Evaluating the cold hardiness of plants seems an inexact science, better than guessing, but a process prone to inaccuracies. Many gardeners accurately tell stories of a plant, or several that should have been sufficiently tolerant of cold, but failed in temperatures that should not have been a problem.
No doubt, there are a number of considerations to account for in determining cold hardiness (and survival), and I suspect that even wishful thinking occasionally creeps into the equation. As many gardeners do, I’ve been known to stretch a zone (or two) to plant something that is rated too tender for the area, and despite trying to figure a microclimate to give the best chance for survival, most all have failed.
First, there is no doubt that I have poor judgment in evaluating areas for suitable microclimates. Most of this garden is protected from winter breezes, but does cold settle into this low lying garden, or not? And second, a few of the plants didn’t have a prayer for survival.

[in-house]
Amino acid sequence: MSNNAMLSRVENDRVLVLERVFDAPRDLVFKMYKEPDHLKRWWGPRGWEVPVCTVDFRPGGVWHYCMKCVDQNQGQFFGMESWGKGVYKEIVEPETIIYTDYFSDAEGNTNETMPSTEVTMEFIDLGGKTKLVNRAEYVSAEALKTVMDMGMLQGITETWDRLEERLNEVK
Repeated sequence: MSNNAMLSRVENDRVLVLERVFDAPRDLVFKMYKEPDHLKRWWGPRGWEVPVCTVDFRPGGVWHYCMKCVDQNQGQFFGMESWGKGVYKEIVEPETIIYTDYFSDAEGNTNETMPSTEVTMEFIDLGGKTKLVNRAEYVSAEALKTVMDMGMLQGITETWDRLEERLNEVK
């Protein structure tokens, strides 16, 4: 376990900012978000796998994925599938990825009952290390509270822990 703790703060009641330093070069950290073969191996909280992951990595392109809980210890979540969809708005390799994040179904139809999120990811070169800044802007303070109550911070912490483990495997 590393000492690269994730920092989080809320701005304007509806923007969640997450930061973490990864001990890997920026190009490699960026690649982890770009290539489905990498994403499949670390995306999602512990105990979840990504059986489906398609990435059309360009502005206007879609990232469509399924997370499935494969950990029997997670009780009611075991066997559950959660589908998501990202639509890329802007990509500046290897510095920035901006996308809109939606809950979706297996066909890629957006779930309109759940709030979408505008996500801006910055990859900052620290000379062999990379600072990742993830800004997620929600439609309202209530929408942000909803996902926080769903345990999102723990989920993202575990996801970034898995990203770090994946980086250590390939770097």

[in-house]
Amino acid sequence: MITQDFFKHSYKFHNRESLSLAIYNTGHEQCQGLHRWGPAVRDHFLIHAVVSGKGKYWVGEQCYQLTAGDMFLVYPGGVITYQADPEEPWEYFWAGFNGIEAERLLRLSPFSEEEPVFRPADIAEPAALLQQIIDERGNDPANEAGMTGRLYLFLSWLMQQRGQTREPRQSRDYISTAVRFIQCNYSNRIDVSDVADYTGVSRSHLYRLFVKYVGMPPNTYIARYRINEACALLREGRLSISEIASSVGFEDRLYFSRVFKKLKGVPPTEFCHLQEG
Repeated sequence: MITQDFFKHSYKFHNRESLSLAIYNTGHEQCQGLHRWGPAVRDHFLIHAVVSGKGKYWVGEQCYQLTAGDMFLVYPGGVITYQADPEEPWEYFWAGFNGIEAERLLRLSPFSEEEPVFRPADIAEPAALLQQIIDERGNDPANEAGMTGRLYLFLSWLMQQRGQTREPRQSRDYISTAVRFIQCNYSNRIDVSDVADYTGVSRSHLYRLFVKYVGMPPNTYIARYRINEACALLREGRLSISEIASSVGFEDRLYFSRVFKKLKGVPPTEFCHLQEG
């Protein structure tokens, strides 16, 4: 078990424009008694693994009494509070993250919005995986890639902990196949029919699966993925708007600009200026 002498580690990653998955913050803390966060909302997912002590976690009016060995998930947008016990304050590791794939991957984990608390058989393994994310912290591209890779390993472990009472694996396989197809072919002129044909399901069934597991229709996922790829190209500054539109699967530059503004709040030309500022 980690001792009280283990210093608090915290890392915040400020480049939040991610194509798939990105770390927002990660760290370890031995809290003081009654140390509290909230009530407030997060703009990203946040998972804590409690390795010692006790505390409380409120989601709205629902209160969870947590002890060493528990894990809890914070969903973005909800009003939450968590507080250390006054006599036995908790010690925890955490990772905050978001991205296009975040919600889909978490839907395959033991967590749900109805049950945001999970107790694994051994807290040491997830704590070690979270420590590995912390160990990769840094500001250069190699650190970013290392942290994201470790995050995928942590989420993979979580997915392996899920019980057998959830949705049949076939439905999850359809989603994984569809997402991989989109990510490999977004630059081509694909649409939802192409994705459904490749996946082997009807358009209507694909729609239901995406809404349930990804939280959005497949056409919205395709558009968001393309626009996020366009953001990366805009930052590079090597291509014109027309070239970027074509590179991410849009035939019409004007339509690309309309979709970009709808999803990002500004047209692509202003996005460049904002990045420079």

This northwestern Virginia garden was rated as zone 6b at one time, but following a few decades without temperatures dropping below zero, this changed to a 7. Fair enough, but a recent winter dropped below zero a few times, and the following one several more with a low of six or seven below.
The results of the frigid (for this area) weather were mixed, and illustrate the difficulties in hardiness ratings. Several gardenias optimistically rated for zones 6a and 6b never had a chance, though one marginally survived, sprouting a few leaves from the roots, which died a month or two later.
Several shrubs rated for zone 7 sailed through temperatures below zero, while others suffered, but survived. With this experience, I watch these zone 7 survivors today as temperatures drop to zero. This afternoon, all seem okay, but tomorrow? And, often mild cold damage doesn’t show for weeks, so the verdict will not be assuredly known for a while.